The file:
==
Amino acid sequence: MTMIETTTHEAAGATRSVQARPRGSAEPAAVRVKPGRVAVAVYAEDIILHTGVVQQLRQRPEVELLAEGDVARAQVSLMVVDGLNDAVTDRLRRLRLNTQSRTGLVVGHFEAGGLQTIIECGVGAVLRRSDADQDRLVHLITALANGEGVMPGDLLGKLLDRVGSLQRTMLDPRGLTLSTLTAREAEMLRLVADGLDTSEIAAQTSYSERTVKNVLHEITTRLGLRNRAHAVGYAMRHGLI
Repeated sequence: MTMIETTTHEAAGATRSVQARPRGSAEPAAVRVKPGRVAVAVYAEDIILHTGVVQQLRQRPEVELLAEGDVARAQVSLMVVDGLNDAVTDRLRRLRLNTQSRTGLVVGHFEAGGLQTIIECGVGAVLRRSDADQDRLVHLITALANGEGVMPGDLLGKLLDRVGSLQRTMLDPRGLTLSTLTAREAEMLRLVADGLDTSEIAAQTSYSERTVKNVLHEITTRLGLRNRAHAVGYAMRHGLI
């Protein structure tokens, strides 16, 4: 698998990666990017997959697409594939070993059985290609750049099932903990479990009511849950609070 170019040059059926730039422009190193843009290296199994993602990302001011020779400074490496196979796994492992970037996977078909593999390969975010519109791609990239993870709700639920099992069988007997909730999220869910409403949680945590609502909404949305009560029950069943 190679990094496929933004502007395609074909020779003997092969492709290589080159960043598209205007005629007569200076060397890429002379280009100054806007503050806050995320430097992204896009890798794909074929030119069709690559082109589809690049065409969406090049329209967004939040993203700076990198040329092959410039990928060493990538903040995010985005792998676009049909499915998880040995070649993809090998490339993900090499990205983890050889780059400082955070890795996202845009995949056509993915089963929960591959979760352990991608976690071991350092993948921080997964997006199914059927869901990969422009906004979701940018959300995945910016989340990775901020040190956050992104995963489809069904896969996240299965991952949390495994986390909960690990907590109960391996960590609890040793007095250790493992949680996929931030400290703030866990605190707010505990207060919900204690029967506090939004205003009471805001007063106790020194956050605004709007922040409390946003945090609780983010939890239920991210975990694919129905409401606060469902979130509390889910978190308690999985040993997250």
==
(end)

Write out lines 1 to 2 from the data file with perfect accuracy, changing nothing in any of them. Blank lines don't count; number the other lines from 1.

Amino acid sequence: MTMIETTTHEAAGATRSVQARPRGSAEPAAVRVKPGRVAVAVYAEDIILHTGVVQQLRQRPEVELLAEGDVARAQVSLMVVDGLNDAVTDRLRRLRLNTQSRTGLVVGHFEAGGLQTIIECGVGAVLRRSDADQDRLVHLITALANGEGVMPGDLLGKLLDRVGSLQRTMLDPRGLTLSTLTAREAEMLRLVADGLDTSEIAAQTSYSERTVKNVLHEITTRLGLRNRAHAVGYAMRHGLI
Repeated sequence: MTMIETTTHEAAGATRSVQARPRGSAEPAAVRVKPGRVAVAVYAEDIILHTGVVQQLRQRPEVELLAEGDVARAQVSLMVVDGLNDAVTDRLRRLRLNTQSRTGLVVGHFEAGGLQTIIECGVGAVLRRSDADQDRLVHLITALANGEGVMPGDLLGKLLDRVGSLQRTMLDPRGLTLSTLTAREAEMLRLVADGLDTSEIAAQTSYSERTVKNVLHEITTRLGLRNRAHAVGYAMRHGLI